We found the incidence of all psychoses to be significantly higher in African-Caribbean and Black African populations across all three centres compared with the baseline White British population [African-Caribbeans: IRR 6.7 (5.4-8.3); Black Africans: IRR 4.1 (3.2-5.3)]. These differences were most marked for narrowly defined schizophrenia (F20) and manic psychosis (F30-31). For example, after adjusting for age, the incidence of schizophrenia across the three study centres was nine times higher in the African- Caribbean population [IRR 9.1 (6.6-12.6)] and six times higher in the Black African population [IRR 5.8 (3.9-8.4)]. The incidence rates for schizophrenia in the African- Caribbean and Black African populations (71 per 100,000 person years, and 40 per 100,000 person years, respectively) are among the highest ever reported. A strikingly similar pattern was evident for manic psychosis (F30-31). After adjusting for age, the incidence of manic psychosis was eight times higher for African-Caribbeans [IRR 8.0 (4.3- 14.8)] and six times higher for Black Africans [IRR 6.2 (3.1- 12.1)] compared with the White British baseline group. The rates of depressive psychosis were also raised, but more modestly [African-Caribbeans: IRR 3.1 (1.5-3.6); Black Africans: IRR 2.1 (0.9-5.0)]. Intriguingly, the incidence rates for all psychoses were also raised for all other ethnic groups (other White, Asian, mixed, other) compared with the White British populations, albeit much more modestly (IRRs for all psychoses ranged from 1.5 to 2.7).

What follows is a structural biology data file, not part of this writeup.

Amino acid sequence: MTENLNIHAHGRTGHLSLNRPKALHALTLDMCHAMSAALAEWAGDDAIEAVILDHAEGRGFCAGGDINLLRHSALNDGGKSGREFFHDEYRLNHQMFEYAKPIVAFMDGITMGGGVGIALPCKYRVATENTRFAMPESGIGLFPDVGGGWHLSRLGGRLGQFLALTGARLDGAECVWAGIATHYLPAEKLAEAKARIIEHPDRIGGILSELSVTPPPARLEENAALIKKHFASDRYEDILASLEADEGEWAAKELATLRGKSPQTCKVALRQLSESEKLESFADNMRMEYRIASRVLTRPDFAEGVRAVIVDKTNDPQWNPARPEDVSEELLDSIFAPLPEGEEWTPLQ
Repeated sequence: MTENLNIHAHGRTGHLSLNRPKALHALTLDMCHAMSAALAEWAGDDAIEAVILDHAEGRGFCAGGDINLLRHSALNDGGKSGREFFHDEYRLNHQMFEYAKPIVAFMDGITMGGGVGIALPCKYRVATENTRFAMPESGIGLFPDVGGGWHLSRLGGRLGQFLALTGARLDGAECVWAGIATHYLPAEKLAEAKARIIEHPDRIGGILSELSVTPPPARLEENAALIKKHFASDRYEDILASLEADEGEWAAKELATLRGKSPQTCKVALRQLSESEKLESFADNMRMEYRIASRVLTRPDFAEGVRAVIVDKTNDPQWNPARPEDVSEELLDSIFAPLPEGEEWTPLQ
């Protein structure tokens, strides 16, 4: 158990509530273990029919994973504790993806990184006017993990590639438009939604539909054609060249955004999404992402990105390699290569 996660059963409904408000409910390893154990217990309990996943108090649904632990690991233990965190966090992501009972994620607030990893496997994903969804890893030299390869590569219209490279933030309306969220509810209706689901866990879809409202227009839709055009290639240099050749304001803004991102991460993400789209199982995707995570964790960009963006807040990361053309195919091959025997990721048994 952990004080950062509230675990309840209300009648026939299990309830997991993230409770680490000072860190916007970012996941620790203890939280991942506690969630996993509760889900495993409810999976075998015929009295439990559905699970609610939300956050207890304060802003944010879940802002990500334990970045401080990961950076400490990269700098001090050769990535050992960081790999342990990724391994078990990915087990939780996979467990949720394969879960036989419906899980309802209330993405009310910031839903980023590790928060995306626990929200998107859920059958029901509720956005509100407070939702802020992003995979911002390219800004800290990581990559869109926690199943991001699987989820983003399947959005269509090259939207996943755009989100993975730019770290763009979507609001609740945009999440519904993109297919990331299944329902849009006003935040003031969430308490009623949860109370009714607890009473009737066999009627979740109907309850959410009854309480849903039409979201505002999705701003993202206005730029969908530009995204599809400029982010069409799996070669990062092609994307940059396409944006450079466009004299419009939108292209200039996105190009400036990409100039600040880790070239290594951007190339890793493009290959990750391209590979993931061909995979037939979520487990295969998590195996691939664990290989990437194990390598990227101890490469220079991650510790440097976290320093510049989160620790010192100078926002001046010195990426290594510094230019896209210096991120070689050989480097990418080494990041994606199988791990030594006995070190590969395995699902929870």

If screening and or monitoring was done on a rational basis, those of African descent would be given particular attention, because detection is easiest where the baseline rate is high. There is 10 year follow-up work, showing generally poor prognosis, but with some achievements.
So, screen Africans who are psychotic or manic, particularly those on cannabis or other drugs, unemployed, not compliant with treatment, and showing any threatening behaviours, and get them treated as quickly as possible.
As a historical note, and at the risk of confusing things by raising an idea since disproved, or at least called into question, it was argued in the 90s that the incidence of schizophrenia was the same the world over, but that has since been shown not to be the case, or at least subject to exceptions. Looking at the references in the above paper by Morgan et al. 2006 I don’t consider it a real refutation, but it would be good to repeat the WHO study again more extensively. However, in a case of cultural lag, since I knew the team at WHO who did the work, it lurks in me as a given and true fact, whatever the current concerns about it.
These studies in countries of origin are important. If the rates of serious mental illness are low, then a case can be made for the stress of migration, and stresses of living in Western society (a common interpretation) as being the causes of the disturbance. It still needs to be explained why other migrants are far less prone than Africans. That aside, I think we need better studies in the countries of origin before being sure about causation.